"Come on," she said. "Try it." I did. What would Grandpa Kegg think of his little girl now? I wondered. Before I knew it, I was "partying" every night. Instead of an escape from depression, my new lifestyle became another kind of trap.
By this time I'd become an expert at covering things up. I learned to hide my drinking just as I'd hidden my depression. No one knew the real me. I found a new job whenever I lost one, and got through my 20s. But I couldn't hide from myself. I missed Grandpa. I missed my family. Finally I went back to Johnstown. But all the old insecurities waited for me there. Moving to Florida hadn't cured my depression, and it looked like moving back home wasn't going to cure my drug and alcohol addiction.
Grandpa could see I was in more trouble than ever. I was grown up now, but the little girl in me still struggled for help. One night I drank myself to the lowest point I'd ever known. I didn't want to go on with my life. I stumbled into the bathroom and opened the medicine chest. A full bottle of pills stared back at me. I filled a glass of water and swallowed every last one.
I lay down on my bed. "Please, God, I can't fight anymore. Let me go to sleep and never wake up." I hoped the people I loved would forgive me. Now, with Grandpa Kegg there beside me I wondered how I'd wound up in this hospital bed. Grandpa was wearing his red plaid cap. He's out for his morning walk, I thought. But why am I here?
Grandpa looked very sad, and kept patting my hand. "Honey, you have to wake up," he said. "Your life isn't over yet." Then I remembered what had happened. I was so embarrassed. Did Grandpa know what I'd done?
I wanted to tell him everything. I knew he'd understand. I knew he'd still love me. And that–more than anything else–made me want to change my life. Looking into Grandpa's loving face, I knew I could do it. I had so much to say to him, but I was so tired...
I must have drifted off to sleep. Mom was holding my hand when I woke up again. My whole family was there, everyone except my grandfather. "Where's Grandpa?" I mumbled.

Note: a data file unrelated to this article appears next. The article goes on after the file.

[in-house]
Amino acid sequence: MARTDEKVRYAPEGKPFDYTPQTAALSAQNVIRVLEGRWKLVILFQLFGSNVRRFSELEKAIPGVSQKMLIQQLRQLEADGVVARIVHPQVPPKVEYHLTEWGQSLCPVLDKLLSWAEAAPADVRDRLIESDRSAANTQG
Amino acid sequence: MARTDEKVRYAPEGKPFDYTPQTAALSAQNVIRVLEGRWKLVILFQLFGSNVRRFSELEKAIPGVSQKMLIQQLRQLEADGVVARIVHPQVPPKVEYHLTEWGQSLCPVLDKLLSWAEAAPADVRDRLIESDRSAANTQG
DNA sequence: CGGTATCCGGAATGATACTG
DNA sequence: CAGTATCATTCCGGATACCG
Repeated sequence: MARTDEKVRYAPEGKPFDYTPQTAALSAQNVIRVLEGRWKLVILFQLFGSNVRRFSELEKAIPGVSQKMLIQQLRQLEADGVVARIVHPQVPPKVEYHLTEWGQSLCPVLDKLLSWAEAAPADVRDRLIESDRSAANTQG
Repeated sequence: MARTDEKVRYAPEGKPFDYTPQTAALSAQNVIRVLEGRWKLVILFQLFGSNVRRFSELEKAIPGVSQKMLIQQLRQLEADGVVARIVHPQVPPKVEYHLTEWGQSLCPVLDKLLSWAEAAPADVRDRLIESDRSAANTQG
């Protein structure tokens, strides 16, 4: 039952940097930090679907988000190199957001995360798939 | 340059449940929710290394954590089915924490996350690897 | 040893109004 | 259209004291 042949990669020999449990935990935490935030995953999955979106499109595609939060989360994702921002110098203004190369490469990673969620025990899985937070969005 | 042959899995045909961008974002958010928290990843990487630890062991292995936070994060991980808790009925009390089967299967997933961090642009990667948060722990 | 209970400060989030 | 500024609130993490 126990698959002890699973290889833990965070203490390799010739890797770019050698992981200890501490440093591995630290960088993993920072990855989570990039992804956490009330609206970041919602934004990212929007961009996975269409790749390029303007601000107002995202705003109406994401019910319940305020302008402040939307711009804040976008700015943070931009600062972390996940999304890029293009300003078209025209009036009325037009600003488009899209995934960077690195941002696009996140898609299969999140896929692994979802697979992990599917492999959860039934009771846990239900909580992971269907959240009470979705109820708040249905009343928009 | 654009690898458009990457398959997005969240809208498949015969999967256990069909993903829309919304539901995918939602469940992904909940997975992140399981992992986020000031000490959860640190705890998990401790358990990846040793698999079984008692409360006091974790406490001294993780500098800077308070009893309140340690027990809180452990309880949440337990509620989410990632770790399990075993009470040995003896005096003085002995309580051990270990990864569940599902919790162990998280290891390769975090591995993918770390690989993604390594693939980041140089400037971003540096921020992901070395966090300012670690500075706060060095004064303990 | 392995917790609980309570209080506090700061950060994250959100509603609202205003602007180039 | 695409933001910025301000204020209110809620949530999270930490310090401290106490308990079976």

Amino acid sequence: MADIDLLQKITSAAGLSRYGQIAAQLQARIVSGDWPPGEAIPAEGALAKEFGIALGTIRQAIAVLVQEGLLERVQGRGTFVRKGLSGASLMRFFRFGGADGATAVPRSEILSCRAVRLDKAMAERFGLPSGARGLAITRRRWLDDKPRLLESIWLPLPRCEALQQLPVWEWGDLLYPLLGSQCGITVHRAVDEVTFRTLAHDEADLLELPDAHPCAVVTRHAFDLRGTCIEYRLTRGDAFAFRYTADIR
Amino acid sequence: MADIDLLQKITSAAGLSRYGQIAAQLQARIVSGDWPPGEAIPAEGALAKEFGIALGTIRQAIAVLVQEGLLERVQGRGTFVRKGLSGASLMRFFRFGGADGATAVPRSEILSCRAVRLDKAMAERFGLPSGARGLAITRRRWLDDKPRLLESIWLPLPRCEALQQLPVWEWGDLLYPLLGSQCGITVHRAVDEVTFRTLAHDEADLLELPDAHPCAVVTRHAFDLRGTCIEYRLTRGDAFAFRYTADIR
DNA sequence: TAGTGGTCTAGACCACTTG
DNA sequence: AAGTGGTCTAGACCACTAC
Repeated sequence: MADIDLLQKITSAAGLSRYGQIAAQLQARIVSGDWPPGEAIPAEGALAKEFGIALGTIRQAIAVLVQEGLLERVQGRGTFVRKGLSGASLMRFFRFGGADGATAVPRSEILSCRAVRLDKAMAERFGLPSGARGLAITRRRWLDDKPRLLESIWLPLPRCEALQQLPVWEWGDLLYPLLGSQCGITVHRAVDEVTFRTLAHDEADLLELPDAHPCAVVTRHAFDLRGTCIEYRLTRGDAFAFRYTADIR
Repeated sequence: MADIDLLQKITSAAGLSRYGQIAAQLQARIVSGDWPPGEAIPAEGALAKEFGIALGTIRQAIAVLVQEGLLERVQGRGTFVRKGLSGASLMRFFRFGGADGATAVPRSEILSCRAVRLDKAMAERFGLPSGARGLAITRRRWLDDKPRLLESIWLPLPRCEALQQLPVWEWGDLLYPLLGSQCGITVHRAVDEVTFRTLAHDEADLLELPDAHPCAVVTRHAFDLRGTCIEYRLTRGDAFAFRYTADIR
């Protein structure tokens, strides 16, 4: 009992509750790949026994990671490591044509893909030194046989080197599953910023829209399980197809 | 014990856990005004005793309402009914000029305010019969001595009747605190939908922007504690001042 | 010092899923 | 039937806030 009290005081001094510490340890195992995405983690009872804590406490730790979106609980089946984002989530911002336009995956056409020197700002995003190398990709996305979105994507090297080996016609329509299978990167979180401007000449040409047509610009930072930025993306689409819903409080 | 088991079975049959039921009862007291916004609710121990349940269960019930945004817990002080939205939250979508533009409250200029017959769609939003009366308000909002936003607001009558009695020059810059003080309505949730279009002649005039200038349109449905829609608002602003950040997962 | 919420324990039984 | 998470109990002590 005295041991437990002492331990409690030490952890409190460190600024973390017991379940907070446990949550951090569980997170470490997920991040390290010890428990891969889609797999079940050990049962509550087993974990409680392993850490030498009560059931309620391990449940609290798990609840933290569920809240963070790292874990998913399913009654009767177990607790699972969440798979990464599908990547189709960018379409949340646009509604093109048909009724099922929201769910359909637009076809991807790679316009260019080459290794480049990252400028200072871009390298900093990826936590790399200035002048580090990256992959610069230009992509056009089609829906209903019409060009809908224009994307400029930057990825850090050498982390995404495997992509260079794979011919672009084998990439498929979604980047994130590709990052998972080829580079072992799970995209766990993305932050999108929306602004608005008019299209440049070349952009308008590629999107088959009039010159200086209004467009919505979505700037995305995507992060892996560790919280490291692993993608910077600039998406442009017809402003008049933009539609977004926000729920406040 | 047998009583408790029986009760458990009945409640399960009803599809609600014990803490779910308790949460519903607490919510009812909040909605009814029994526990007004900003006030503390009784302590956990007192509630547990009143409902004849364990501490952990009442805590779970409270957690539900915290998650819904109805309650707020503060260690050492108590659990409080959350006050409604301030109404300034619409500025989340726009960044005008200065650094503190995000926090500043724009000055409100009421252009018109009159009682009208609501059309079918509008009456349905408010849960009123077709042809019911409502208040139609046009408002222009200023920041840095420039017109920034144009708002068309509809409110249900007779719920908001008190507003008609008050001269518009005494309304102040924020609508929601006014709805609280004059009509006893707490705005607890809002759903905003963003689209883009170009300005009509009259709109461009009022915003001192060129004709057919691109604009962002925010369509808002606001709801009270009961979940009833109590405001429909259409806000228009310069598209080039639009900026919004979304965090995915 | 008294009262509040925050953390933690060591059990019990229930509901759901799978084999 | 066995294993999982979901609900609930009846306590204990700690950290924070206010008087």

"You've been asleep for three days," Mom said softly. "Your grandpa's been so afraid you'd never wake up, he hasn't left the house once."
I didn't argue. I knew in my heart that Grandpa had come to comfort me. As soon as I was discharged from the hospital I went to see him. He hugged me so tight he took my breath away. It was heaven to be in his arms again.
"Your visit to the hospital changed me," I said. "I'll be the Kristine you've always known and loved. You'll see."
Grandpa looked at me with tears in his eyes. "But, Kristine, I didn't go to the hospital," he said. "I just couldn't."
"You must have gone during your daily walk. You wore your favorite cap."
"You know I couldn't have walked all the way to the hospital," Grandpa said. He was quiet, trying to make sense of what might have happened.
"I know it was you, Grandpa. You told me to wake up and I did."
Grandpa's eyes twinkled, as if he'd found an answer to our riddle. "Heaven wasn't ready for you," he said. "I suppose God sent an angel to tell you so."
Chills ran over me. My grandpa did know everything. And he knew that the heavenly angel who appeared to me in the hospital was meant to remind me of the earthly angel I'd loved and trusted all my life. And the angel was right. My life wasn't over. In fact, every day feels like a brand-new beginning.
This story first appeared in the June 2008 issue of Angels on Earth magazine.